PhDs who had no plans to find work in academia do : UK survey

In the UK the proportion of doctoral students who find academic jobs is greater than the proportion with a definite aspiration to do so – except in the arts and humanities, a major survey of PhD students’ career aspirations have found. The survey was carried out by Vitae, a research careers organisation.
The online survey, carried out in 2010, attracted more than 4,500 responses from doctoral researchers across 130 UK universities and research institutes. An overwhelming majority of respondents had entered doctoral study for reasons of intellectual curiosity, and only about a third had formed definite career plans, even by the latter years of their doctorates, the survey found.
In a report on the survey, Times Higher Education (THE) said that physical science and engineering students were particularly unlikely to have definite plans, while those from the humanities were the most likely. Of the latter group, 61 per cent envisaged becoming lecturers in higher education and another 14 per cent planned on entering academic research. The academy was also a popular career destination for social science students, but was much less favoured by science students.
Just 9 per cent of students in the biological sciences aspired to become lecturers and 13 per cent aimed to enter academic research, compared with 55 per cent who sought research careers outside the academy. The Vitae report on the survey, What Do Researchers Want to Do? The Career Intentions of Doctoral Researchers, also highlighted previous figures on the known destinations of doctoral students, which indicate that only 58 per cent of doctoral students in arts and the humanities actually get jobs in the academy, according to the THE.
However, the proportion of students from all other disciplines who obtain academic jobs exceeds the proportion of respondents to the Vitae survey who have a definite intention of doing so. The findings may assuage concerns about the mismatch between the number of young researchers entering the system and the availability of academic positions, the THE said.
As Campus Review reported last week, research in the US has found that the PhD could symbolises the end and not the beginning of an academic career. A conference in Sydney heard that for some in Australia this was becoming the case, The NTEU conference on the future of Australian universities was told by researcher Robyn May that there were multiple reasons why there should be growing concern about the casualisation of academic work in Australia.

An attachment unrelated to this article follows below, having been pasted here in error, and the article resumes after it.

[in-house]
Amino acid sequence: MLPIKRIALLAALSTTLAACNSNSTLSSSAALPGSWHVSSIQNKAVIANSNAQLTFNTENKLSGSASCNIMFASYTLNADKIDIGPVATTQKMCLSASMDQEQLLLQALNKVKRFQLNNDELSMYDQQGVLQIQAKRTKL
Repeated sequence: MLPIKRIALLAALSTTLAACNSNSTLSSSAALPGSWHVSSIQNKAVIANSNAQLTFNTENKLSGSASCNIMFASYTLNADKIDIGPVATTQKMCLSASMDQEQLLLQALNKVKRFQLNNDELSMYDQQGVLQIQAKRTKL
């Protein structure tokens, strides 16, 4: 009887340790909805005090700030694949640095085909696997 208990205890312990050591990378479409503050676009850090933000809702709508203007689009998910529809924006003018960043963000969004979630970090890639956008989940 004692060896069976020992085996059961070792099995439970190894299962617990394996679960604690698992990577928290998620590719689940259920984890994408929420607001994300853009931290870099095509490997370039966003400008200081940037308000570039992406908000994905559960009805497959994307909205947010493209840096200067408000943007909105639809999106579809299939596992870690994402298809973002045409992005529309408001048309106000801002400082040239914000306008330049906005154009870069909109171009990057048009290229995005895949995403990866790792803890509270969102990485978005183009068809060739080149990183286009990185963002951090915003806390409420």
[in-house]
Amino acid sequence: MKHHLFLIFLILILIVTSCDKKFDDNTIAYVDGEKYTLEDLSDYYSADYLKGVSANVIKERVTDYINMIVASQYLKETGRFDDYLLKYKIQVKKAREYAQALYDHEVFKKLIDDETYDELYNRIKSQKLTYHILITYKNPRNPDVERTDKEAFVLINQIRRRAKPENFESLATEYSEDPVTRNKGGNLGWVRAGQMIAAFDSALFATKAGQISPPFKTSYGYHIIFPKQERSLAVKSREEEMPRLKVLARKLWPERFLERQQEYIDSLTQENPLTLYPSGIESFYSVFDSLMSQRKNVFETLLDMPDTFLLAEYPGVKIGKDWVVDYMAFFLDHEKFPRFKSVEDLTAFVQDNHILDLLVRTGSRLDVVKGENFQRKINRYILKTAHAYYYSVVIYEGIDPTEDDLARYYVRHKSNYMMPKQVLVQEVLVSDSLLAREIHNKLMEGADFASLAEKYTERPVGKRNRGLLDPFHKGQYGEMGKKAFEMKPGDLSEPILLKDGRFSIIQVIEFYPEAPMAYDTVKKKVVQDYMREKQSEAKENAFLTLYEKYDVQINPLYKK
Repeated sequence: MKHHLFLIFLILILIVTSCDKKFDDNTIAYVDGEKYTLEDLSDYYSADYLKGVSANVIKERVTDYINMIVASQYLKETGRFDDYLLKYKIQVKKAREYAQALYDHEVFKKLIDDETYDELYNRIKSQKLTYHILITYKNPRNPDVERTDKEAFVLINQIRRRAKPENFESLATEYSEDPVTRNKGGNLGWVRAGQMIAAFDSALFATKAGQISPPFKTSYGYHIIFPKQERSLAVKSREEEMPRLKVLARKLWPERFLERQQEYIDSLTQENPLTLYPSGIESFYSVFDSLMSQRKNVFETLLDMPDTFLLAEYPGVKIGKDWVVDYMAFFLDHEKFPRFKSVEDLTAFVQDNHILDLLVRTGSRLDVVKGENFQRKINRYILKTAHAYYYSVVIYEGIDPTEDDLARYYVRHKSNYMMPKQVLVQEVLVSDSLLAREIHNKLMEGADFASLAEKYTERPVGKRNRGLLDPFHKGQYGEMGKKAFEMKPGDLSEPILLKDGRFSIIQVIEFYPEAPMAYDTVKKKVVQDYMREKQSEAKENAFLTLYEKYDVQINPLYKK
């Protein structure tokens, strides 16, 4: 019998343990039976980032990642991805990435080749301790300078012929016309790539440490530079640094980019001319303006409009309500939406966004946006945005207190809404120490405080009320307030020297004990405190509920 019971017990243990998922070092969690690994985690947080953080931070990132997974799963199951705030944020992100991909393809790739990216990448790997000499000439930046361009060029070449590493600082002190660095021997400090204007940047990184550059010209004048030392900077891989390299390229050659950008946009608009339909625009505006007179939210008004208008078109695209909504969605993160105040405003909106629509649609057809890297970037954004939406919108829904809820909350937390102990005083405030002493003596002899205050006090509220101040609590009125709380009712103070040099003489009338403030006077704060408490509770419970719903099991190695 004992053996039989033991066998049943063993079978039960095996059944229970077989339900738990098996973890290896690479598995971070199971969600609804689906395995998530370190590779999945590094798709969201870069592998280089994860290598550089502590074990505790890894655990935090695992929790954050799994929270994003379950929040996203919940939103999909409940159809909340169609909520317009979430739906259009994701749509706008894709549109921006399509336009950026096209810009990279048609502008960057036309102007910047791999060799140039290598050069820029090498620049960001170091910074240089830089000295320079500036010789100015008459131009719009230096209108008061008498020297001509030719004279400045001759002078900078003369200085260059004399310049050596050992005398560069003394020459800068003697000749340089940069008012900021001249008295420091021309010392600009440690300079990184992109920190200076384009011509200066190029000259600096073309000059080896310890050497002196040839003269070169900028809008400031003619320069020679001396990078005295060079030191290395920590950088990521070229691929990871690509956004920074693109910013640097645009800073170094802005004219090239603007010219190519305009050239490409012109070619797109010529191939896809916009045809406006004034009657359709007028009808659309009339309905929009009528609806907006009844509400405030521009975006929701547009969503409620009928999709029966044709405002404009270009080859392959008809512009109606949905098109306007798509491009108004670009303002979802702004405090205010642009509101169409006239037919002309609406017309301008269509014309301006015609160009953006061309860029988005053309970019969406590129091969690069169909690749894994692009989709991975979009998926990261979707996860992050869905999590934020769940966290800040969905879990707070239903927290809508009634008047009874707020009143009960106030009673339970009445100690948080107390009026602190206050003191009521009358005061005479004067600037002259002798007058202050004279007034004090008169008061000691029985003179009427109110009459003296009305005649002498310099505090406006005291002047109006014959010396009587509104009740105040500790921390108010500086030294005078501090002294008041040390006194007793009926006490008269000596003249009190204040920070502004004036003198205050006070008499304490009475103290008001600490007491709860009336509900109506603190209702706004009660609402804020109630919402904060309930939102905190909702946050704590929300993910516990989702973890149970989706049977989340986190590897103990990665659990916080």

And among the reasons she quoted was a pessimism among PhD graduates about their futures in the university sector. She said that in the Work and Careers in Australian Universities survey 2011 casuals (many of them with PhDs) were asked where they would like to be in five years time, and where they expected to be in five years time and the results reflected a genuine concern about the availability of jobs in the sector, 
Half of all respondents, and almost two thirds of those with a PhD said they would like to be working in a continuing academic position in five years. The figures halved when they were asked where they expected to be in five years, and women were slightly more pessimistic than men.  May’s PhD research is part of a Griffith University ARC project Gender and Employment equity, strategies for advancement in Australian universities.
“It is a picture of thwarted ambition, and wasted talent and investment in particular for those who had undertaken PhDs with the specific purpose of pursuing an academic career,” May said. “We should also care about casualisation because it raises serious questions about workforce planning, about who are our future academics, what will the university look like when supposedly everyone retires and just why would anyone do a PhD these days?”
THE reported that in the UK a report on PhD careers had been prepared last year by the grass-roots pressure group Science is Vital and presented to David Willetts, the universities and science minister.
In Australia a report commissioned by Chief Scientist Ian Chubb into participation in physical and natural sciences at universities has just been handed to government. In the UK respondents to the Vitae survey had been scarcely more likely than other students to aspire to academic careers when they began their undergraduate degrees. Just 13 per cent overall had done so, rising to 35 per cent in the arts and humanities.
The report also found that even in the final years of their studies, only 10 per cent of doctoral students would not have pursued PhD study if they could make the decision again and 69 per cent would pursue the same or similar programs. 
With Times Higher Education

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